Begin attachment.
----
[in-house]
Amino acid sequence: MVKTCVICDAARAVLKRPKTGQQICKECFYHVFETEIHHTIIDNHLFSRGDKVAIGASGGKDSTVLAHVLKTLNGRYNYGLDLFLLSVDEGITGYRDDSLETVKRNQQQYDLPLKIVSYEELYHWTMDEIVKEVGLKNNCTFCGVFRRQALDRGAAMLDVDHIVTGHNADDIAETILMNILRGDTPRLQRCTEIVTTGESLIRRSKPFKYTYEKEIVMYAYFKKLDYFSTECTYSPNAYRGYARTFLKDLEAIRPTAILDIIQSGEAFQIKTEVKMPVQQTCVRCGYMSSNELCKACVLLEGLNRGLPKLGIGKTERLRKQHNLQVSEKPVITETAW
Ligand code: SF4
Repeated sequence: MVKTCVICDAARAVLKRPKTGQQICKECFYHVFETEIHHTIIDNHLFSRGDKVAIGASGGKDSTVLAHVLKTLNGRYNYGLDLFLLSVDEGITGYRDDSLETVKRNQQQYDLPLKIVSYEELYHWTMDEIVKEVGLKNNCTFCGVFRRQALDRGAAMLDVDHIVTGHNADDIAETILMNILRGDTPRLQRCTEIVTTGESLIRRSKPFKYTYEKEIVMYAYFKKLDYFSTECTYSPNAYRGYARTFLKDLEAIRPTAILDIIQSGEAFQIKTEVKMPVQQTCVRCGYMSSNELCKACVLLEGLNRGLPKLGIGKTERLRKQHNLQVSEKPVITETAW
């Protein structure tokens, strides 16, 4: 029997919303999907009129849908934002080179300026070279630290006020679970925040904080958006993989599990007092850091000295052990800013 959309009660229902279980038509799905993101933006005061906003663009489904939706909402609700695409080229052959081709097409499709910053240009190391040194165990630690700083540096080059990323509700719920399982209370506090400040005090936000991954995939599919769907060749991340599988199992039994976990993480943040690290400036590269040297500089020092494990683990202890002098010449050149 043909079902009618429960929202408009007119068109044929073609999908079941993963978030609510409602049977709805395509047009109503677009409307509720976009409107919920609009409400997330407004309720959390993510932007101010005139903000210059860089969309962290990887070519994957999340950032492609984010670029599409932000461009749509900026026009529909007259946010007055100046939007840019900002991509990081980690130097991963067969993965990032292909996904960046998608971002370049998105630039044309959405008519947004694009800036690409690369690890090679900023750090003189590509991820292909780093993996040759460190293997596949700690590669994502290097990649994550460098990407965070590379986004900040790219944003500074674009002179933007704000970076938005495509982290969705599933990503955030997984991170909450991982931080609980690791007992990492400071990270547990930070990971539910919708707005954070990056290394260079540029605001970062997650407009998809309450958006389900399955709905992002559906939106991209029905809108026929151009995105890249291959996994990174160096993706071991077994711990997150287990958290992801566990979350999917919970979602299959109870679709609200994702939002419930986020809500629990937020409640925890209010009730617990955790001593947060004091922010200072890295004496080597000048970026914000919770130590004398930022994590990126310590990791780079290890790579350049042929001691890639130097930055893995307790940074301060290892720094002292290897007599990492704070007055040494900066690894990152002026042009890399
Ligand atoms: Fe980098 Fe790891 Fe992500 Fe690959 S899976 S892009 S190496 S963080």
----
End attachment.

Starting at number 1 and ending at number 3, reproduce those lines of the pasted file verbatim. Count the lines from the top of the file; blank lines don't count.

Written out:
[in-house]
Amino acid sequence: MVKTCVICDAARAVLKRPKTGQQICKECFYHVFETEIHHTIIDNHLFSRGDKVAIGASGGKDSTVLAHVLKTLNGRYNYGLDLFLLSVDEGITGYRDDSLETVKRNQQQYDLPLKIVSYEELYHWTMDEIVKEVGLKNNCTFCGVFRRQALDRGAAMLDVDHIVTGHNADDIAETILMNILRGDTPRLQRCTEIVTTGESLIRRSKPFKYTYEKEIVMYAYFKKLDYFSTECTYSPNAYRGYARTFLKDLEAIRPTAILDIIQSGEAFQIKTEVKMPVQQTCVRCGYMSSNELCKACVLLEGLNRGLPKLGIGKTERLRKQHNLQVSEKPVITETAW
Ligand code: SF4